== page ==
Apps will no longer have carte blanche to Facebook user data, the company’s Chief Technology Officer Mike Schroepfer wrote in a blog post today.
The announcement is Facebook’s latest promise to take its users’ security more seriously. Just weeks ago, it was revealed that secretive data analytics firm Cambridge Analytica harvested millions of Facebook users’ information. The number of people affected has since ratcheted up to 87 million users—the “maximum amount of people” that Facebook was able to calculate, CEO Mark Zuckerberg said on a press call today.
“We didn’t focus enough on preventing abuse, and thinking about how people can use these tools to do harm,” Zuckerberg added. “We didnt take a broad enough view of what our responsibility is. It was my mistake.”
Third-party apps will be restricted from accessing certain information about Facebook Events, and closed and secret Facebook groups. Facebook’s API will no longer permit apps from collecting event guest lists, or see posts on an event’s wall.
“Currently apps need the permission of a group admin or member to access group content for closed groups, and the permission of an admin for secret groups,” Schroepfer wrote. But, starting now, apps must obtain permission from admin and Facebook to do so, though Facebook did not specify at all how it plans to deliberate which apps are granted permission.
“Starting today, Facebook will need to approve all apps that request access to information such as check-ins, likes, photos, posts, videos, events and groups,” Schroepfer added. Sensitive information, such as a person’s religion or political views will be off-limits from apps.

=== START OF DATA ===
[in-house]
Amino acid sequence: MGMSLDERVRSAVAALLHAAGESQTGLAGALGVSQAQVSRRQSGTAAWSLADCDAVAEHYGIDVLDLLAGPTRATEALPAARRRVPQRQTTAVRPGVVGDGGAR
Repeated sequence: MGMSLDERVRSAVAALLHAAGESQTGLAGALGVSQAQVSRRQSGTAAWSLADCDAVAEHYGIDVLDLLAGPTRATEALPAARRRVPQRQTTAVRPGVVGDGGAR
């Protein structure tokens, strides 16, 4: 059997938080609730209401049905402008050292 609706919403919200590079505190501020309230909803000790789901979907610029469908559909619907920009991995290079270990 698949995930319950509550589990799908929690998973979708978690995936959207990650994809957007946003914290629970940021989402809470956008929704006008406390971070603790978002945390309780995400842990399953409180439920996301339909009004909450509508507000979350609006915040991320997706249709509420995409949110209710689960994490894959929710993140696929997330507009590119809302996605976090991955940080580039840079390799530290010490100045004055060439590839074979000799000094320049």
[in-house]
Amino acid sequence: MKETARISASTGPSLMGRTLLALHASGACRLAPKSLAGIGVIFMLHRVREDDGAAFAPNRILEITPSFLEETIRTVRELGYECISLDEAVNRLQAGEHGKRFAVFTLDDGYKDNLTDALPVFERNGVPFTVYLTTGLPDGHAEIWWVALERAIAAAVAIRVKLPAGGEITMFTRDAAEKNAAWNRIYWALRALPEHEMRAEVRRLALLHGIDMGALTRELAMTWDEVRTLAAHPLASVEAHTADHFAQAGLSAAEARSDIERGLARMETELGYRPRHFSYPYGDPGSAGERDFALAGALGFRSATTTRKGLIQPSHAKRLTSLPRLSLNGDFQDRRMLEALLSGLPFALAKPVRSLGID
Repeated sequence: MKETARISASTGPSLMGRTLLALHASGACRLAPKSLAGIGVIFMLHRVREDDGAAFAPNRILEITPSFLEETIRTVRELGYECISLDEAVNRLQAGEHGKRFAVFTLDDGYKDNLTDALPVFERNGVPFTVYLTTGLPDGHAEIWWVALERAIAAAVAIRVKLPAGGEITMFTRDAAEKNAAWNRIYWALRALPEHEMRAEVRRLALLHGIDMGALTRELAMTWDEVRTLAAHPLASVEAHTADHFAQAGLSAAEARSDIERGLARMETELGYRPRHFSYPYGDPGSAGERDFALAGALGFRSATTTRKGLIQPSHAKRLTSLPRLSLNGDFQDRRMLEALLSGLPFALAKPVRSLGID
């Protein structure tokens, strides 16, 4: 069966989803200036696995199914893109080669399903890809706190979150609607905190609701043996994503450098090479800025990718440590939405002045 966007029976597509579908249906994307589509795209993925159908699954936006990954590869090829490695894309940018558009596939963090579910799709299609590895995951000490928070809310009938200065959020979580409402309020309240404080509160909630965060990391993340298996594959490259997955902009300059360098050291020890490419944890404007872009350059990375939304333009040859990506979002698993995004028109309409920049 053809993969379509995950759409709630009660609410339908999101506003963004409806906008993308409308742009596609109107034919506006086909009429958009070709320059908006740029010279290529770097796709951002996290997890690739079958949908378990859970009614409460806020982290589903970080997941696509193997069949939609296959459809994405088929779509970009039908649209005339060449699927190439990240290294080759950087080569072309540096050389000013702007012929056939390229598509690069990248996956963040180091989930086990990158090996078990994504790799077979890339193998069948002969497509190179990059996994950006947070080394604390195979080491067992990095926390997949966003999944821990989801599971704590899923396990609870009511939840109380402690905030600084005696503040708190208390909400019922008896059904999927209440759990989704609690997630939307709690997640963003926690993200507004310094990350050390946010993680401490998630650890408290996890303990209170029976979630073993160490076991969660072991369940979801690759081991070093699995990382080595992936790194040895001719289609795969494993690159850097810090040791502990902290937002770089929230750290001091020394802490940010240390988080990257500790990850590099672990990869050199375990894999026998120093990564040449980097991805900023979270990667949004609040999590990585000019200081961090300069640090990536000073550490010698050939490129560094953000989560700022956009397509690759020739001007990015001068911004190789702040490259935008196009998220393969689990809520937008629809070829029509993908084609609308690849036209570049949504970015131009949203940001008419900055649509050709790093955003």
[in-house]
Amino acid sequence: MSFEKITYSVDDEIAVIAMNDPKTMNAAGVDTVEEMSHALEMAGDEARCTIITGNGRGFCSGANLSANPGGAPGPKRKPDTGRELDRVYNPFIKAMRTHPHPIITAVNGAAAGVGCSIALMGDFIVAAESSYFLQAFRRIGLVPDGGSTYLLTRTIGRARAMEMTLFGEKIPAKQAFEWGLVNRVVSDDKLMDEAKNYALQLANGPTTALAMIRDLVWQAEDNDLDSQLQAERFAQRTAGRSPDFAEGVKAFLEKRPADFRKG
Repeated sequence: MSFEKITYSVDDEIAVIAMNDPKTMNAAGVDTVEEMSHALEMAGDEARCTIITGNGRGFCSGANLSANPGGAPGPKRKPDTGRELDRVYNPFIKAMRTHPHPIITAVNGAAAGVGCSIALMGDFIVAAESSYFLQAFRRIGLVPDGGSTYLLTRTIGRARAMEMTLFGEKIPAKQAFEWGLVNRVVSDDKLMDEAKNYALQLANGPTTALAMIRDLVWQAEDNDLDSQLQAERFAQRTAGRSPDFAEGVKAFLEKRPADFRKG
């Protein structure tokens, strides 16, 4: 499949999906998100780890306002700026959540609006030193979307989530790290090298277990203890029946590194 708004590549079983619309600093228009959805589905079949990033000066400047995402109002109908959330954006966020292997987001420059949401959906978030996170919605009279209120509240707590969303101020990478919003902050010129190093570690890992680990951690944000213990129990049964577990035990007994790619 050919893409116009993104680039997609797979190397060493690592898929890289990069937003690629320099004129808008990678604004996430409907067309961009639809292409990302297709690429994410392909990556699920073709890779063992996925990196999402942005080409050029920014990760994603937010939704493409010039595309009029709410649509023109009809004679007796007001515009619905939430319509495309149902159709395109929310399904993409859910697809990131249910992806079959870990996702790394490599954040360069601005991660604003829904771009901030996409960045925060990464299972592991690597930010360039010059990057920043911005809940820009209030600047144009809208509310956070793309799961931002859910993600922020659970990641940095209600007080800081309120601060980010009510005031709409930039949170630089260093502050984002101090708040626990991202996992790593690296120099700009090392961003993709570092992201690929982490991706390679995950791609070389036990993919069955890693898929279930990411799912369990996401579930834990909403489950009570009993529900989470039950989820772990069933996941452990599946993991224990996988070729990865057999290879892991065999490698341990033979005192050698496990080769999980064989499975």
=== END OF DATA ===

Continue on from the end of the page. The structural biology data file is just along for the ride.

Beginning today, Facebook will also be canceling the feature that allowed users to find people with their phone number or email address. “We build this feature and it’s very useful—to look up the people who they want to add as friends,” Zuckerberg said. Facebook believes the search tool has been used by “malicious actors” to scrape people’s profiles through search and account recovery.
Facebook announced other updates, too. Like deleting call and text history older than a year for Messenger and Facebook Lite for Android. The company also set a launch date for its privacy setting tool that lets people manage their third-party apps. This is already visible under Facebook’s privacy tab, but on Monday it will be moved to the top of News Feed.
“What people should hold us accountable for is learning from the mistakes,” Zuckerberg said. “At the end of the day, whether we’re building things that people like, and are making their lives better.”
Still, while Zuckerberg claimed that major transparency efforts are on the company’s horizon, he seemed dismissive of users’ concerns about their privacy. The recent movement to #DeleteFacebook, he said, had “no meaningful impact” on the company or Facebook usage.
“Facebook knows so much about you,” he added, “because you chose to share it with your friends and put it on your profile.”